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When it comes to virus inhibition, Johnson & Johnson (NYSE: JNJ ) has been getting around. Last week, the health-care giant signed a partnership with Gilead Sciences (Nasdaq: GILD ) to combine their HIV drugs. And yesterday, Johnson & Johnson announced it was hooking up with a different partner, Pharmasset (Nasdaq: VRUS ) , to create a hepatitis C drug combo.
The duo plan to run a phase 2 trial combining the companies' experimental drug candidates: PSI-7977 from Pharmasset and TMC435 from Johnson & Johnson. They'll start in patients that have already failed a round of treatment, but if the drugs show success, the companies will surely move into treatment-naive patients.
The press release didn't mention any financial details. Maybe they're waiting to see if they're compatible before putting a name on their relationship.
Like the HIV market, the future of hepatitis C treatment is a cocktail that's hopefully capable of curing everyone. Incivek and Victrelis from Vertex Pharmaceuticals (Nasdaq: VRTX ) and Merck (NYSE: MRK ) , respectively, are combined with older medications to help boost the cure rate from around half of the treated patients to as much as 79%.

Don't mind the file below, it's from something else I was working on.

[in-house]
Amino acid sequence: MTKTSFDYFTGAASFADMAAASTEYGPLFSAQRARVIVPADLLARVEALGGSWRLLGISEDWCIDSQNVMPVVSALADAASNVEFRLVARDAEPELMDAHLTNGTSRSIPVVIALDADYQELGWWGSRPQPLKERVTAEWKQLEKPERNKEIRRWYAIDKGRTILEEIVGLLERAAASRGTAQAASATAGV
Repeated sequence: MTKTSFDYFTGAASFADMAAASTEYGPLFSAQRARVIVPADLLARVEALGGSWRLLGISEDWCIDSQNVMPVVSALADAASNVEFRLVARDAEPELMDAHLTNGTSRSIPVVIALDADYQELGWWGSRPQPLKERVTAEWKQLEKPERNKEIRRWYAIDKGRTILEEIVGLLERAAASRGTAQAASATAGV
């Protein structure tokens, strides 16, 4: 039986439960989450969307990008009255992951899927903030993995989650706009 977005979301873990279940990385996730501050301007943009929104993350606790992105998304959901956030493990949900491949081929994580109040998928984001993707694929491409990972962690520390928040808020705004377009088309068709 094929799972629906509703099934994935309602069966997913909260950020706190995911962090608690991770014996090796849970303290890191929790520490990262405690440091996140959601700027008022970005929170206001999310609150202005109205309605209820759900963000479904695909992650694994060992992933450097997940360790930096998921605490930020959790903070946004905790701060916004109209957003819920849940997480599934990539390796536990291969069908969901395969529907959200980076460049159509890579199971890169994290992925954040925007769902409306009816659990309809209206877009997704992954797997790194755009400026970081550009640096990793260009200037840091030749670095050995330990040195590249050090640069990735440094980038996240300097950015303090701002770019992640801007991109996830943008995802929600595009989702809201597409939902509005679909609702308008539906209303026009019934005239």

But that still leaves room for improvement. And the older medications -- Merck's PegIntron and Roche's Pegasys -- have to be injected and have unpleasant side effects. Going to an all-oral regimen is the ultimate goal.
Hepatitis C drugmakers with limited compounds are scrambling to partner up to avoid being left behind. Pharmasset has a similar deal combining PSI-7977 with a drug from Bristol-Myers Squibb (NYSE: BMY ) . Merck and Roche have also hooked up to test their drug candidates.
Gilead has six hepatitis C compounds in clinical trials that it can mix or match to find the right combo on its own, which might explain why Johnson & Johnson didn't hit up its HIV partner for another go around in hepatitis C.
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